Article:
BOB BROWN: It is not necessarily going to come from the Greens. I think it should come from all parties including the government. I am mooting the fact that it is inevitable; it is going to happen. We’ll certainly be looking at the parameters of that inquiry but I expect that, in the coming couple of weeks, it will evolve that there will be an agreement between the opposition, the government and all parties that an inquiry go forward, and the parameters for that inquiry—which will need to be very wide and need to take in expertise from wherever it might come—will be set quite soon.

 

CATHY VAN EXTEL: In the immediate aftermath of the tragedy, you called for the government to turn its focus back on our region rather than more broadly, and particularly on the issue of Iraq. There has been some quite strong public reaction on this particular point. Do you expect that the tragedy is going to polarise attitudes in Australia?

 

BOB BROWN: I think we do need to concentrate on the region. We are country of 20 million people; we are not the United States; we have big problems in our own region. One of the great problems—and this is going to have to be met with an inquiry—is what is going on inside Indonesia? We’ve got a huge country to our north; terrorism and terrorist cells are there; yet, just in the last day, the Security Minister, Mr Bangbang Yudhoyono, has said that there aren’t terrorist cells there, and there is a denial there that we have to be able to break through. And that is going to take enormous diplomatic wherewithal. But the whole world is putting pressure on Indonesia now because more than 20 nations have lost citizens in this outrage; many Balinese have died; and in Indonesia the pressure is on.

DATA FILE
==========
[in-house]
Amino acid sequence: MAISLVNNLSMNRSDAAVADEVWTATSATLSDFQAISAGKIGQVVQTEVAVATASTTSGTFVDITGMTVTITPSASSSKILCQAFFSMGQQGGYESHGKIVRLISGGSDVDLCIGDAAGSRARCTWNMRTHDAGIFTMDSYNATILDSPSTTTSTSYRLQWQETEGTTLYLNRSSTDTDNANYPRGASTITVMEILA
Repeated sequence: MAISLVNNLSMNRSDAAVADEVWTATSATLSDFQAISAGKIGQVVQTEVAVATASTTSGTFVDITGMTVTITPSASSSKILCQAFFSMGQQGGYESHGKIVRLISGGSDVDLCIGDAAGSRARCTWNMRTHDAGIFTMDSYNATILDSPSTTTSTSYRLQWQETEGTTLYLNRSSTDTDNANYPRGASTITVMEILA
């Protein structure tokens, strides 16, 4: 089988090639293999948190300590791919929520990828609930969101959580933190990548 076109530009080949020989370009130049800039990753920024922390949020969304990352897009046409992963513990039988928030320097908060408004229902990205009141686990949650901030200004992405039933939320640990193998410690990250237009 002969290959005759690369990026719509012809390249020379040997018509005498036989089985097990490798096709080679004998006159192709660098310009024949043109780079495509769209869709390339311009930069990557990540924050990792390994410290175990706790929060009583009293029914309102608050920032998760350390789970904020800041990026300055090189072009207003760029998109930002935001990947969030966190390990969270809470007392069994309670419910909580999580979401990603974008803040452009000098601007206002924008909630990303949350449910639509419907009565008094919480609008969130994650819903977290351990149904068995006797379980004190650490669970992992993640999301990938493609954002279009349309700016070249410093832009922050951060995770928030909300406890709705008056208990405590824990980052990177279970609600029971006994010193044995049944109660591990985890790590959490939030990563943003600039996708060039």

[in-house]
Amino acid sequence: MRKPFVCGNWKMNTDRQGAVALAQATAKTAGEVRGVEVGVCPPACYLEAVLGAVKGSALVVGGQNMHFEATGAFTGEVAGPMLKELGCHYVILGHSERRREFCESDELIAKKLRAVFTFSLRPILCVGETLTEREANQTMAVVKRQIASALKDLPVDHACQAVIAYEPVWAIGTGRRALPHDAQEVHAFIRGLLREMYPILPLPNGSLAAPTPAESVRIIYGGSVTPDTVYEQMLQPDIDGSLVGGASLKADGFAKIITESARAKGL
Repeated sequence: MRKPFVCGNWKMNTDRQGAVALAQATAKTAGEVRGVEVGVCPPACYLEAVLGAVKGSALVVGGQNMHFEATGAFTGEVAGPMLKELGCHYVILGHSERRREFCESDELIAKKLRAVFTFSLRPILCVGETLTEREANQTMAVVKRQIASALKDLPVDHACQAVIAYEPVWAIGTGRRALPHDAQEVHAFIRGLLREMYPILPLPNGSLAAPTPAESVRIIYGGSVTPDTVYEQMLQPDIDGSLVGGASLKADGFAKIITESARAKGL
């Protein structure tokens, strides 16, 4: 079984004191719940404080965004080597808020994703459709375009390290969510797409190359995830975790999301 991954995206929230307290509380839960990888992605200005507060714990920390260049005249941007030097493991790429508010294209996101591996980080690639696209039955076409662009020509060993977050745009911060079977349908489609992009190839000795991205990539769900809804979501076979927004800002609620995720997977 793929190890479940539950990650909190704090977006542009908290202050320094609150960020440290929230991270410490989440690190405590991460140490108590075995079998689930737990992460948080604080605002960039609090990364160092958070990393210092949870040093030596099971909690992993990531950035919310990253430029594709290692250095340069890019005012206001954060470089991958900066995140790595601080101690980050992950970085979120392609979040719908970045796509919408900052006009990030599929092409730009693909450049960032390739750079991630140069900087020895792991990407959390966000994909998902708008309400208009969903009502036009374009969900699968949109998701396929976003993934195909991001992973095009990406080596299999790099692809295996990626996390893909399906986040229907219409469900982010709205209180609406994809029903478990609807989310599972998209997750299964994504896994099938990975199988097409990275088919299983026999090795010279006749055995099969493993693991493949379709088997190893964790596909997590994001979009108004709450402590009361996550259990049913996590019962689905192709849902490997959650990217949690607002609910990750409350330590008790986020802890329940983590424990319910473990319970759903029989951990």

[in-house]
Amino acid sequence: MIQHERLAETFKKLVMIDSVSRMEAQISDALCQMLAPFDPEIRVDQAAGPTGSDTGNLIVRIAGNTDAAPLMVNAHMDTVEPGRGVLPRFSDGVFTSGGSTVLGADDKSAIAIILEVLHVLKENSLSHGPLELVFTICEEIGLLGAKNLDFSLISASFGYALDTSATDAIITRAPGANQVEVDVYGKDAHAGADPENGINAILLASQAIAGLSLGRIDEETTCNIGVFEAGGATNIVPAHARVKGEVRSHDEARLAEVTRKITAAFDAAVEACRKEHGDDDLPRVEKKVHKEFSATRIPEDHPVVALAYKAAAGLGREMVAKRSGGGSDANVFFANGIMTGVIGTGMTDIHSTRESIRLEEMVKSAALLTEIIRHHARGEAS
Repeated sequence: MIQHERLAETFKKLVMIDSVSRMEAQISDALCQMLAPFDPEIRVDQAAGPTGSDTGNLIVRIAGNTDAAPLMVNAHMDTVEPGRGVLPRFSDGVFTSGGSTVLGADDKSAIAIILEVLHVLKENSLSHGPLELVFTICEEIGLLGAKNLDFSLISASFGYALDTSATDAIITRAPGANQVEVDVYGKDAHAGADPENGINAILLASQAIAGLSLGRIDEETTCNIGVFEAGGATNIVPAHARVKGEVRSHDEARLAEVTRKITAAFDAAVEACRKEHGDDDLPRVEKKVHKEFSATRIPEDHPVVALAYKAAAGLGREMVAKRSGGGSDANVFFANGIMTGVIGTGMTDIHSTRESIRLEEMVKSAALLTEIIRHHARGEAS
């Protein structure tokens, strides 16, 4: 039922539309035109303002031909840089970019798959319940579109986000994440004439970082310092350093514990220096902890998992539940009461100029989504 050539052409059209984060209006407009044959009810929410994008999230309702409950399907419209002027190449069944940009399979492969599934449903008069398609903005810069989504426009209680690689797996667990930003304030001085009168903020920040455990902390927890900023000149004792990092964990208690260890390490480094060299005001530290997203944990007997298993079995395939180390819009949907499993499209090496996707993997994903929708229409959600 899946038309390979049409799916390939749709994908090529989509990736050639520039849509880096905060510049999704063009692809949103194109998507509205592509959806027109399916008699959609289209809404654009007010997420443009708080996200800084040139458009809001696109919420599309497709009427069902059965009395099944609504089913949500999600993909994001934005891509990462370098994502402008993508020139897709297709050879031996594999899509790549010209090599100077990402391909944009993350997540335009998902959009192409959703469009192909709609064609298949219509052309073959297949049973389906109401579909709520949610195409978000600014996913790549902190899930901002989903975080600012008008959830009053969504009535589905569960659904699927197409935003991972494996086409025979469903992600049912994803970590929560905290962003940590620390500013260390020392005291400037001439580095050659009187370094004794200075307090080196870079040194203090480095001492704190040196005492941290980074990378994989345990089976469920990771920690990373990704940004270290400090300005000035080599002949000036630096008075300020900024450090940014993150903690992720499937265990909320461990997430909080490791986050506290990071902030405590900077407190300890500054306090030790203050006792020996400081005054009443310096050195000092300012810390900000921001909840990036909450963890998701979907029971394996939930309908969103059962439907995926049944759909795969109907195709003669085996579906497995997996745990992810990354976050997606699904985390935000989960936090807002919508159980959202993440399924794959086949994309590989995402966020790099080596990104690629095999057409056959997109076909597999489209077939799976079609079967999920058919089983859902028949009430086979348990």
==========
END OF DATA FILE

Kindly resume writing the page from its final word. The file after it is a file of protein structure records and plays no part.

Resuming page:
I am right behind the government having sent Foreign Minister Downer and other personnel to Indonesia. They have got results. There is now to be a joint Indonesian-Australian effort at intelligence to track down terrorists and prevent such events in the f uture. But we’ve got a long way to go, obviously, and I think we are going to have a big job coping with our region, both in terms of defence and infrastructure, and it doesn’t leave room for us to be joining a Bush-led invasion of Iraq.

 

CATHY VAN EXTEL: Now, prior to the Bali tragedy in discussions about the Cunningham by-election which is coming up this weekend, Iraq was one of the issues. Post-last weekend, how is the tragedy being played out in Cunningham?

 

BOB BROWN: That is very hard to say. The people of the Illawarra are hurting like everywhere else. There’s tragic stories coming from the region of people trying to find loved ones in Bali and unable to do so at the moment. That whole frustration which is striking right across the nation is impacting on the people of Cunningham as well. It is extraordinary that the American Embassy has decided to send people to Cunningham to interview the 13 candidates. I find that quite remarkable, but we will see what their motivation is for that. However, it is one of the factors in this by-election which has overshadowed this awesome tragedy that all Australians are feeling.

 

CATHY VAN EXTEL: Senator Brown, thank you for your time this morning.

 

BOB BROWN: Thanks, Cathy.

 

VIVIAN SCHENKER: Greens Senator, Bob Brown, talking to Cathy Van Extel in Canberra.